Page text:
Monday, August 3, 2020

An Extended Rant on the Failings of Richard Lockeidge's *Twice Retired*

This is something I don’t do very often when reading a novel set largely on a college campus, because it is fairly often that the author does not have a full understanding of the institutions, and of the ways in which decisions are made.  Sometimes, however, the impulse is too strong to ignore.  That’s the case tonight, now that I have finished reading Richard Lockridge’s Twice Retired.  The murder (of the chairman of the college’s board of trustees; he’s a retired Army general, named Philip rmstrong) in the midst of protests against the war in Viet Nam (the book was published in 1970).  I am, with some reluctance, going to pass over his treatment of the protests and the protesters, and focus on his depiction of the (fictional) Dyckman University.

I will make only one comment on the mystery.  In keeping with the other books in this series, Lockridge has made it quite easy for the reader to identify the murderer.

What follows is an extended rant on my part on Lockridge’s failure to get the setting of his story anywhere near right.

Early in the book, two of our protagonists arrive at Dyckman to interview Carl Benson, an not yet tenured assistant professor of English (whose primary field is composition).  They enter the classroom in which Benson is concluding his class in “Advanced English Composition.” The scene is described as follows:

There were some fifty young men and women sitting in the room…

Let’s stop right there.  This is a selective, expensive private university.  I attended (from 1965 to 1969) such a university (albeit not in New York City).  Composition classes tend to be small because grading in such classes is time consuming and difficult.  It’s difficult enough to give essays in any course, but composition is different.  In other disciplines (such as mine, economics) grading can be easier, even of essay exams, because there are, usually, more nearly and less nearly right answer.  But in a composition class, it is the process, the individuality, that matters.  Even in an introductory comp class, grading a large number of papers would require a great amount of time.  My intro comp class (required of all of us) was a class of about 20.  This is an advanced comp class, where the nuances become even more important.   A 50 introductory comp class would be difficult; an advanced comp class of 50 would be a brutal assignment.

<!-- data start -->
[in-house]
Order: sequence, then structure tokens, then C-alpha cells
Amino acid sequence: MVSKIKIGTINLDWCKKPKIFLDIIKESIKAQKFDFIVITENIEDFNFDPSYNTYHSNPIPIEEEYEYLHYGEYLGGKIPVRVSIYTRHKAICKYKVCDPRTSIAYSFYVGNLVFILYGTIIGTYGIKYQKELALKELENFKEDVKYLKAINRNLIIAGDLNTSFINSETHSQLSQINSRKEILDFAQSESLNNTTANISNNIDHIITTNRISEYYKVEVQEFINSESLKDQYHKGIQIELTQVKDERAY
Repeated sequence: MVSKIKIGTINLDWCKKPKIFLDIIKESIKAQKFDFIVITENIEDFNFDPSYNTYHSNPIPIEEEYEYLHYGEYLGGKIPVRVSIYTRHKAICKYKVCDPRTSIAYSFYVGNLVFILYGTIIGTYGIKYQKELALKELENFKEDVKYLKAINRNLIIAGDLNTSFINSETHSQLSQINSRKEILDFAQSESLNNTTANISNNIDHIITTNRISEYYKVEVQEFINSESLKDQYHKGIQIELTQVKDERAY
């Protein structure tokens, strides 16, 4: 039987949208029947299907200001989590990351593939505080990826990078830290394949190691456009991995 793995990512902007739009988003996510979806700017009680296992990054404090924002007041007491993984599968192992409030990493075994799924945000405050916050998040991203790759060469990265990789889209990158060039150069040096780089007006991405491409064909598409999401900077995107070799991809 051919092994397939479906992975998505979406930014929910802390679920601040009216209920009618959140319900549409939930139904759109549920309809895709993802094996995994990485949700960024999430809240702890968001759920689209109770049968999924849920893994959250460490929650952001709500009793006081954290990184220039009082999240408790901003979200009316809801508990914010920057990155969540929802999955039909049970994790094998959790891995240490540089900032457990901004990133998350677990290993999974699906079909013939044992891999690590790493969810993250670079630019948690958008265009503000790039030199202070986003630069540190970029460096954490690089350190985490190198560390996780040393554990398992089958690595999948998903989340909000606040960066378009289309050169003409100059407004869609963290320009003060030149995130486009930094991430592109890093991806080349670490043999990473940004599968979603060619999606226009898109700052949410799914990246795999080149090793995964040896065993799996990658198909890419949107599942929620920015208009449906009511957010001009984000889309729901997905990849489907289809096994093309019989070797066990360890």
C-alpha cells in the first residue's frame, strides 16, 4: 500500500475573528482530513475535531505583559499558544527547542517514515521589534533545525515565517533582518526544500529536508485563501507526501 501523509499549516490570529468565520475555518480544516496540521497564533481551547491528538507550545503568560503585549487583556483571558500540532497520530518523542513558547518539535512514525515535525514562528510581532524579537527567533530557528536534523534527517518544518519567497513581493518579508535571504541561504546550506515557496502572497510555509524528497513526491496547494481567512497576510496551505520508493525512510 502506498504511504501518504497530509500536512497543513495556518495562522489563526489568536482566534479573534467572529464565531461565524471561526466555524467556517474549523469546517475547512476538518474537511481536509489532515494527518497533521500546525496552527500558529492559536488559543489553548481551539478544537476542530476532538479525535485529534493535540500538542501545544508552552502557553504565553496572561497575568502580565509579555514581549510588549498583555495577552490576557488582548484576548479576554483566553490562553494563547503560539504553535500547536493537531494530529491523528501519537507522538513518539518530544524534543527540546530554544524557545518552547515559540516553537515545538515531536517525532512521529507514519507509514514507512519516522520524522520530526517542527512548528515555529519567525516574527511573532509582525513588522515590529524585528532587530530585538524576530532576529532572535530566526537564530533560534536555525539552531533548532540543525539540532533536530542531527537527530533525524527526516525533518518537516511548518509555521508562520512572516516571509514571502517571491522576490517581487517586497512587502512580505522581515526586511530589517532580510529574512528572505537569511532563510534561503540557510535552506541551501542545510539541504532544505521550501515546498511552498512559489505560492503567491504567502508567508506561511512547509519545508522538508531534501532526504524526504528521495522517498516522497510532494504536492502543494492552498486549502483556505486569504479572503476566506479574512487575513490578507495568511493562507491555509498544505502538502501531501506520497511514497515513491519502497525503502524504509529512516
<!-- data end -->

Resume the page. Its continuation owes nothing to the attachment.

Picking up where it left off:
And the class is winding up, and Benson addresses the class.  I should note that we are nearing the end of the semester.  There is a suggestion in the text that he has been lecturing, which is, in and of itself unusual in a comp class.  In any event, Benson addresses the class:

“Imitate no one.  No one.  Learn the rules,  Yes; then learn to ignore the rules.  Make your own rules.  Rules that are rules.  Your own rules…[following an interruption, in which Benson takes note of the investigators]…Nine tenths of you will never learn to write,  Of that one tenth—that doomed tenth—two thirds will fall victim to the Hemingway syndrome.  Chop. Chop, chop, bang.  [A student drops her notebook, and Benson proceeds to humiliate her.  Eventually he continues; we are told he speaks “angrily.”]  Find your own way.  In writing as in other things in your life.  If any of you learns to write.  You will be under pressure to conform,  Most of you will conform, in the end.  It is the safe way to live.  The establishment approves of conformity.  It sometimes even rewards conformity.  Do as you’re told.  That is the eleventh commandment.  For those of you who are black it is the eleventh and the twelfth.  [A pause to regard the investigators.]  There may be one of you who understands what I am saying…One of you who will, even as he grows older, continue to be free.  If necessary, to defy.  Defy in his life and in what he says, writes, about his life.  For that one[another pause to look at the investigators]…the last fifty minutes will not have been completely wasted.